There's an annual Writers Workshop held in Centerville, Massachusetts on Cape Cod each year that I attended once. This is where I learned a new term and technique: "word horde."  To get around writer's block or self-doubt, close your eyes and look inside for a single image or word, then put that word on a blank page anywhere you want. I often put my first word in the middle of the page.  Now turn back to your mind's images and your feelings as you hold that one word like a newborn baby or cuddly pup and let inspiration run wild.  Soon a second word seems to emerge, then a third. Write each one down, putting a mark of some sort next to the words that have more weight or meaning to you.  Later on you can choose those specially marked words to begin a poem or story or book.  Hope this helps.

  • ¿Qué te parecieron las respuestas? Puedes iniciar sesión para votar por la respuesta.
  • Anónimo
    hace 3 meses

    Its easy! Firstly, you take a pencil. Then you get a paper. Then you take that pencil and write slowly on the paper “Your Thoughts and feelings”. So first you wanna write “Y”, for that you draw two bent vertical lines and then a straight vertical lines that connect the two bent lines. Then for “O” you draw a circle. For “u” just draw a upside down thumb with no fingernail. For “R”, you draw a B, but erase the bottom part of the B. Now “Thoughts” For “T”. You take the pencil, draw a straight vertical line, then on top of the vertical line, you draw a horizontal line. For “H” you write 2 vertical lines and a horizontal line between both vert lines. For “O” u pretty much draw a circle. Then for “U” you draw an upside down thumb, but without a fingernail. For “G” draw a chair slanted forward and a small table. Repeat the same step for H and T. For “S” just draw a cartoony snake. Now “And”. For “A” you draw a pencil, but dont colour the lead black. For “N” you draw two vertical lines and th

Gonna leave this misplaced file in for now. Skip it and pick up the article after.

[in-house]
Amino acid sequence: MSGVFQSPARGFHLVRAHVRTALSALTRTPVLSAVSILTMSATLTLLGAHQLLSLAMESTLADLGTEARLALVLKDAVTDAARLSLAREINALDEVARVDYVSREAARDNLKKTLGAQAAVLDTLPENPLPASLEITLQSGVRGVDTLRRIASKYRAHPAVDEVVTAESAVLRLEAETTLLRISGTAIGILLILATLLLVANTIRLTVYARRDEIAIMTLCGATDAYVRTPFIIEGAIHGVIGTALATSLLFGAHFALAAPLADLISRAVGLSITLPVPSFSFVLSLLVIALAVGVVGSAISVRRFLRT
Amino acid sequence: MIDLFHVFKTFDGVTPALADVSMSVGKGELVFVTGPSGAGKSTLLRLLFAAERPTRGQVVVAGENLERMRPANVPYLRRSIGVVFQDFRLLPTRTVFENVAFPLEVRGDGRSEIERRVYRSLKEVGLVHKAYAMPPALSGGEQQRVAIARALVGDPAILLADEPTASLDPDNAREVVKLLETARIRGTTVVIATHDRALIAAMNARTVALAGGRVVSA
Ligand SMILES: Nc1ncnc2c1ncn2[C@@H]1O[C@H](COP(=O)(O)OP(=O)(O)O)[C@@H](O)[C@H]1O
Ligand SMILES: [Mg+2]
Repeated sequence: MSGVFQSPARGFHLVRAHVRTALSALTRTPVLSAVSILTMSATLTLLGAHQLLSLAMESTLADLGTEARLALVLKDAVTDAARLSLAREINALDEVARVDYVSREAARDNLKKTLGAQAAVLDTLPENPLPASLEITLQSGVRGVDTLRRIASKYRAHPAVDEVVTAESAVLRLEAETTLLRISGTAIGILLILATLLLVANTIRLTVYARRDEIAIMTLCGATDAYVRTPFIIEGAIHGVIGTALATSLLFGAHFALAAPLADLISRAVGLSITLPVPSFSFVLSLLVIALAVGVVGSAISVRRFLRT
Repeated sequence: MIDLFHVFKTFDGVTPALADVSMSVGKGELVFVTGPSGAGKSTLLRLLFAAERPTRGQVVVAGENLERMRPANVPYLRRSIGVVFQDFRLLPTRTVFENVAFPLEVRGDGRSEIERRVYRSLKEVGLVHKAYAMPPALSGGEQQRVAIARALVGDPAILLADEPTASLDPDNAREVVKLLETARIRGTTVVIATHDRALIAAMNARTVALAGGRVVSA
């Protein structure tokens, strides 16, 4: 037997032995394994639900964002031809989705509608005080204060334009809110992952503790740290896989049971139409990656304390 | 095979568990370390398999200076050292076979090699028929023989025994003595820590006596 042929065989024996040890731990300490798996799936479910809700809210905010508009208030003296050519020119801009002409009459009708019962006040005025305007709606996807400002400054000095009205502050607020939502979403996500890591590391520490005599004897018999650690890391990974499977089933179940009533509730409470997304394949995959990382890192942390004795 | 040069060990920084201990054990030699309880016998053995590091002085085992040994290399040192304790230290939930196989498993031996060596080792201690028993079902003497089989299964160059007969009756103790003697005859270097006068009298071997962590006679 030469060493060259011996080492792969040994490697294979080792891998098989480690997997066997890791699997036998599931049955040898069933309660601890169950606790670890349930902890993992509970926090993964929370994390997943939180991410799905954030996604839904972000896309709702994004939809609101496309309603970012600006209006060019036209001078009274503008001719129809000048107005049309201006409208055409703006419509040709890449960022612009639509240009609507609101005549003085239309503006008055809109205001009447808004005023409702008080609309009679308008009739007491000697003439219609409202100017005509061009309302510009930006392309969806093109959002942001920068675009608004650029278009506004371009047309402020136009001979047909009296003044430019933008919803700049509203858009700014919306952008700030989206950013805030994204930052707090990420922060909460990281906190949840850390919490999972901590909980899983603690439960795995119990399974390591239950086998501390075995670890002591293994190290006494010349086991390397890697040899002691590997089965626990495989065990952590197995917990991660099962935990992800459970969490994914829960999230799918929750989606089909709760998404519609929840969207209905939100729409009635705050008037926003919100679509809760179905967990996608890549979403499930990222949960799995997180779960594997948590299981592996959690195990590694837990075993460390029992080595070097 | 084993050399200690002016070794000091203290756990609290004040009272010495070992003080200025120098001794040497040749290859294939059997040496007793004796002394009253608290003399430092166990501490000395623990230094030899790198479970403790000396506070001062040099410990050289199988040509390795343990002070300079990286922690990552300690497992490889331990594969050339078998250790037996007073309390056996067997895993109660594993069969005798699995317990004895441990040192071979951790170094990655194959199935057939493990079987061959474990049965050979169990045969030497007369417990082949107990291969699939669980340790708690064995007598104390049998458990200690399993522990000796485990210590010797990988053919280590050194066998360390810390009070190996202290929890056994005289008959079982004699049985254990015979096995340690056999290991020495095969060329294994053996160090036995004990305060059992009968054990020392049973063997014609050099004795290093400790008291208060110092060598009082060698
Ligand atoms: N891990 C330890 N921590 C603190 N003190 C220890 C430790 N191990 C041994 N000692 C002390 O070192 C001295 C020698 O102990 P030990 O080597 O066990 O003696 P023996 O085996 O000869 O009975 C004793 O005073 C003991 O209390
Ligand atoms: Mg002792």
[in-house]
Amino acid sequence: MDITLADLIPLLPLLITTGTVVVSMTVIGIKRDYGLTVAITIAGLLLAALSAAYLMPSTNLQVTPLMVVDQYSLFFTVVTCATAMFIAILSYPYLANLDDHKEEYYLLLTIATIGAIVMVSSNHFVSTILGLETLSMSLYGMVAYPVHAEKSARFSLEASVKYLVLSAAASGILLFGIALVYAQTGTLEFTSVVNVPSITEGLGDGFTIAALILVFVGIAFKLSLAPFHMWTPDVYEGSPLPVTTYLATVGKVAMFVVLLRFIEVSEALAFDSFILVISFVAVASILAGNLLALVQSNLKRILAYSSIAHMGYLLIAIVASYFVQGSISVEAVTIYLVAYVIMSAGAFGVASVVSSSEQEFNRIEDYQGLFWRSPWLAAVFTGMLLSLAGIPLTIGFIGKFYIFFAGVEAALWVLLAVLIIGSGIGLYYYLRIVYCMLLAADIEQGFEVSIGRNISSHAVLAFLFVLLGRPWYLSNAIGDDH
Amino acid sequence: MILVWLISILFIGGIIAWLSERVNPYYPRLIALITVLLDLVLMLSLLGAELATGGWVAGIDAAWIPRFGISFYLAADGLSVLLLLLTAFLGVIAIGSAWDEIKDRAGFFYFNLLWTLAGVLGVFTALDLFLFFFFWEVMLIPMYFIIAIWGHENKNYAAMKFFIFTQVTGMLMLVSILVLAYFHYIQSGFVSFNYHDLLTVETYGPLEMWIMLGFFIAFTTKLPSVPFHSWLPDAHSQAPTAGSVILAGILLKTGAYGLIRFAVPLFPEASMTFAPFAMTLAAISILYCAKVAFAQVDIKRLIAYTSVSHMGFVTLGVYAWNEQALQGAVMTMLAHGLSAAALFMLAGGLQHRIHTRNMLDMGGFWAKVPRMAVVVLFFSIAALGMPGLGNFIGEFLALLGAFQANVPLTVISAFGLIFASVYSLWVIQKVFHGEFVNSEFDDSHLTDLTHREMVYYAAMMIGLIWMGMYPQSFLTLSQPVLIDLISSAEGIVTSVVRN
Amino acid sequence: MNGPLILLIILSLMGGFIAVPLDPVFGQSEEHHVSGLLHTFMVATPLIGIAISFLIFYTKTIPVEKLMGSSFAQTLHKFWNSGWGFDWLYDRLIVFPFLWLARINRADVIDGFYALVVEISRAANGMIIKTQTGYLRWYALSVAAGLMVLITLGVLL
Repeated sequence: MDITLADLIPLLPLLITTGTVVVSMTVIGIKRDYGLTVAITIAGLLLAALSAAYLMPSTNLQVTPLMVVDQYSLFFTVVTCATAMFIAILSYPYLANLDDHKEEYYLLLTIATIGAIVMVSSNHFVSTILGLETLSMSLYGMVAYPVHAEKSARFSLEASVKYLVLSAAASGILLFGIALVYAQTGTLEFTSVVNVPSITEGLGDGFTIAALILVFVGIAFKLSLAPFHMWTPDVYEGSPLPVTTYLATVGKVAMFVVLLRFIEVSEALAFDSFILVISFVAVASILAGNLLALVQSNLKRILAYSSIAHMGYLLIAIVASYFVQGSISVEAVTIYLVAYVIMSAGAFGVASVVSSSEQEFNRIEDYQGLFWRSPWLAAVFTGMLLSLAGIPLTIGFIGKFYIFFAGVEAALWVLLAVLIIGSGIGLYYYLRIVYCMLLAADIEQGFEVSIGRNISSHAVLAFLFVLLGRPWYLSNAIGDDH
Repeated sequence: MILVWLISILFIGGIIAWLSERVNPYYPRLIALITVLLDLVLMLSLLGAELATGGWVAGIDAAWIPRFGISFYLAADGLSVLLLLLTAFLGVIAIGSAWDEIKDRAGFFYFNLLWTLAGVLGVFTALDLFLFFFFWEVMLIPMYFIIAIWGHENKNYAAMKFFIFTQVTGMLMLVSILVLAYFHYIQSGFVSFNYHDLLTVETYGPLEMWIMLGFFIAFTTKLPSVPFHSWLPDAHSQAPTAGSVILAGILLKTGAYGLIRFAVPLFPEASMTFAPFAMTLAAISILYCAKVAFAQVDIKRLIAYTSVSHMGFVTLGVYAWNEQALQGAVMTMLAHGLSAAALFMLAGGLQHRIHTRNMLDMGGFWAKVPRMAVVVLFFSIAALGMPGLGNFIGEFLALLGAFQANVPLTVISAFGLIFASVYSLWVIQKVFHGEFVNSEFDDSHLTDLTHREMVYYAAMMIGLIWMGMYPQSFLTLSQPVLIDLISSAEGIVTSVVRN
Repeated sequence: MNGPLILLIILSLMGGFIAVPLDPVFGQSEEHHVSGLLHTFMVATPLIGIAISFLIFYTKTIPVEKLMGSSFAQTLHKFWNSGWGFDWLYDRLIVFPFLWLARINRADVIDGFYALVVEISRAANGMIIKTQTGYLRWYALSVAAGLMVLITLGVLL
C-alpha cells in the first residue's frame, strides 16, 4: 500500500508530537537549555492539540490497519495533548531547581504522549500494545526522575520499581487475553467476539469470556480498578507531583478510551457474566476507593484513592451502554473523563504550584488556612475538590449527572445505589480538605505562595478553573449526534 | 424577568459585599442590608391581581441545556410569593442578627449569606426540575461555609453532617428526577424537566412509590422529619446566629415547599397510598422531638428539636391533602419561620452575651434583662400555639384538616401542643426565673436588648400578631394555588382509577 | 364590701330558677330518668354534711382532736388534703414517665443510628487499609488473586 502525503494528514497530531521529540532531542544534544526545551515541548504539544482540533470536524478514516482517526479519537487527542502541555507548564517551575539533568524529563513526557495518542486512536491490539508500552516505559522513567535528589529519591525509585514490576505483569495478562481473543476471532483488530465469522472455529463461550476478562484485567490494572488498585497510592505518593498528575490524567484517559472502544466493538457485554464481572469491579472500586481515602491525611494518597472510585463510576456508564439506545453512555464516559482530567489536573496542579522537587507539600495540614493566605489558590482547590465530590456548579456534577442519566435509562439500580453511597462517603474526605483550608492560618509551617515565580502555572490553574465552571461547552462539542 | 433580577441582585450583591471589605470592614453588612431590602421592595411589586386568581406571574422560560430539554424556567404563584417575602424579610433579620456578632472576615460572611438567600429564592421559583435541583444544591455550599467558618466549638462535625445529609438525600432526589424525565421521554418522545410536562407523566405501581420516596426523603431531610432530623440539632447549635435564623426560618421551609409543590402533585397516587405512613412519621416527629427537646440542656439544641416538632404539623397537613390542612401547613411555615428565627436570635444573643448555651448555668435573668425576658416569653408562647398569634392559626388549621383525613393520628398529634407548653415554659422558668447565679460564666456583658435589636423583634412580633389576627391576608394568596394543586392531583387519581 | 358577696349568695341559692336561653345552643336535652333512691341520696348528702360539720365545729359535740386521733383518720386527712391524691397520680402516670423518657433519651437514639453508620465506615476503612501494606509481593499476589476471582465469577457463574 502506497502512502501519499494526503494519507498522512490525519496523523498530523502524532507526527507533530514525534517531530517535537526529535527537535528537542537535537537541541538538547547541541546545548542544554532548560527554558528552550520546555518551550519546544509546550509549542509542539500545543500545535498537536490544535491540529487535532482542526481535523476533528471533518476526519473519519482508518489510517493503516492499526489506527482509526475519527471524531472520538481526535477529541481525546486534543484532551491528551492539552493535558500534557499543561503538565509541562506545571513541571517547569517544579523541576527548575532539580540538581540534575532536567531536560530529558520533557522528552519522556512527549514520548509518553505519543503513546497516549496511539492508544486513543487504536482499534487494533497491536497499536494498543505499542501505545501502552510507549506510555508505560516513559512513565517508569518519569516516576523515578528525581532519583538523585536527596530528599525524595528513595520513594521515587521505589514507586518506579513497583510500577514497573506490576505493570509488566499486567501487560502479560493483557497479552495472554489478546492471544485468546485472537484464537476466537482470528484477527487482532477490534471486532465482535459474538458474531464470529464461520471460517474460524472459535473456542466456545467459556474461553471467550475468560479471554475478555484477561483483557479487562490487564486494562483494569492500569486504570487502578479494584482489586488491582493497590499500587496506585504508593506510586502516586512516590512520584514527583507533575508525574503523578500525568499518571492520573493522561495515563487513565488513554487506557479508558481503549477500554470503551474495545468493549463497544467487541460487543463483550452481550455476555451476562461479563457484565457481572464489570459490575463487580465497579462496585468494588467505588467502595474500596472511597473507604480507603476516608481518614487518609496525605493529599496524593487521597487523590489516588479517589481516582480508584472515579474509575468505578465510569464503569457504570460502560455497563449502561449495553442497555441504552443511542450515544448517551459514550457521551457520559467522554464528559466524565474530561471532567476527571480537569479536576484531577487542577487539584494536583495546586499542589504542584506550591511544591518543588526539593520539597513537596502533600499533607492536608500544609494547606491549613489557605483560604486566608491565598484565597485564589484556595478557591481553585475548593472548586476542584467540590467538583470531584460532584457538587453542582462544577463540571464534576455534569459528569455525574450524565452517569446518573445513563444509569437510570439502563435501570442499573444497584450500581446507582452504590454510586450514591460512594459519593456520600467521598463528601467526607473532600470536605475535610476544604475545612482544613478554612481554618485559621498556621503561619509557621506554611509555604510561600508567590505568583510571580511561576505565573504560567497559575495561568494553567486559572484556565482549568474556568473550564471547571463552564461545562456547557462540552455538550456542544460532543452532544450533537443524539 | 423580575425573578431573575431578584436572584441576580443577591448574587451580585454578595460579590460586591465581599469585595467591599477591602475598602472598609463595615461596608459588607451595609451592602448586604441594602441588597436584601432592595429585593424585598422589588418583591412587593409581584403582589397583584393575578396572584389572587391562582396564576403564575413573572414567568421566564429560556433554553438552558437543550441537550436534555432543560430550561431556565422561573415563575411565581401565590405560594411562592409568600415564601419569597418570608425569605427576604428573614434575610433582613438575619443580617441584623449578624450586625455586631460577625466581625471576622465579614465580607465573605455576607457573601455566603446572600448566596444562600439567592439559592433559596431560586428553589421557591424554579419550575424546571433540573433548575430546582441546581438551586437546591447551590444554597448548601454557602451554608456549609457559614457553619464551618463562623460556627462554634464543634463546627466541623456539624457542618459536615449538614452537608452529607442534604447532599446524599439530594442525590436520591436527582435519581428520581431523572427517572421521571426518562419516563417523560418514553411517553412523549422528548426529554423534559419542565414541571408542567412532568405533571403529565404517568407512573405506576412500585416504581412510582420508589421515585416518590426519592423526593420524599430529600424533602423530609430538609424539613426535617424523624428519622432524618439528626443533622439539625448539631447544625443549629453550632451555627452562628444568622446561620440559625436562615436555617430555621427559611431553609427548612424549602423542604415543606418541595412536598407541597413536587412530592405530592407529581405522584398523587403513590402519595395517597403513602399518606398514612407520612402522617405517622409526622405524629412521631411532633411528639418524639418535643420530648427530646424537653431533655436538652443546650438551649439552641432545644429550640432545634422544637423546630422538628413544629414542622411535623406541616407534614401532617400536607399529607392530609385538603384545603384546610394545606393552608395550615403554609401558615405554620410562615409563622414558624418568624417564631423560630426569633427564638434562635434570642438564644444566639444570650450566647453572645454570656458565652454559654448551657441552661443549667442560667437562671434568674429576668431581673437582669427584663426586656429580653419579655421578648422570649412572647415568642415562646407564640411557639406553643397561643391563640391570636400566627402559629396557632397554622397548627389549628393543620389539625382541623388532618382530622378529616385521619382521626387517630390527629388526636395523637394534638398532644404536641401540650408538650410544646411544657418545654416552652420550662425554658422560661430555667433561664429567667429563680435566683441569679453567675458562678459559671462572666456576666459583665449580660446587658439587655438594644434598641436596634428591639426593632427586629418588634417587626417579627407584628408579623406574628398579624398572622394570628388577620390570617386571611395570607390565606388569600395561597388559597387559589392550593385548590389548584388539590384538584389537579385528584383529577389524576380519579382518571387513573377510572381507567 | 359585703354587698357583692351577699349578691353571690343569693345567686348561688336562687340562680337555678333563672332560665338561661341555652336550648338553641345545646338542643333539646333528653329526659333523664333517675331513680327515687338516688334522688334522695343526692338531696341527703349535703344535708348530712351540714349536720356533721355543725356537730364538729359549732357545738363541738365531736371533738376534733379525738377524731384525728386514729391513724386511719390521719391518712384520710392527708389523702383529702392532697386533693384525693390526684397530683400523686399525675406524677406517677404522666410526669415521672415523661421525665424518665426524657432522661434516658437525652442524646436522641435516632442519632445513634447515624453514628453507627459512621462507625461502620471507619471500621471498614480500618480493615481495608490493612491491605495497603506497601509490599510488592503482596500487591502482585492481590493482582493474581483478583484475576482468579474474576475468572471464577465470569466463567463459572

• hace 3 meses

    You have to do it right after you have a unique though before you forget it. Now if you have a computer you can write it down as a text or you can keep a notebook or even write it on a smart phone. But the main thing is to get it down before you forget it. Some people keep a notepad near their bed to write down their dreams right after they awake.

  • sam
    Lv 5
    hace 3 meses

    Maybe carry a notebook around with you, so whenever you think of something, just note what the idea is, so you’ll remember it down the road.

  • Brian
    Lv 7
    hace 3 meses

    You can always draw a picture instead.

¿Aún tienes preguntas? Pregunta ahora para obtener respuestas.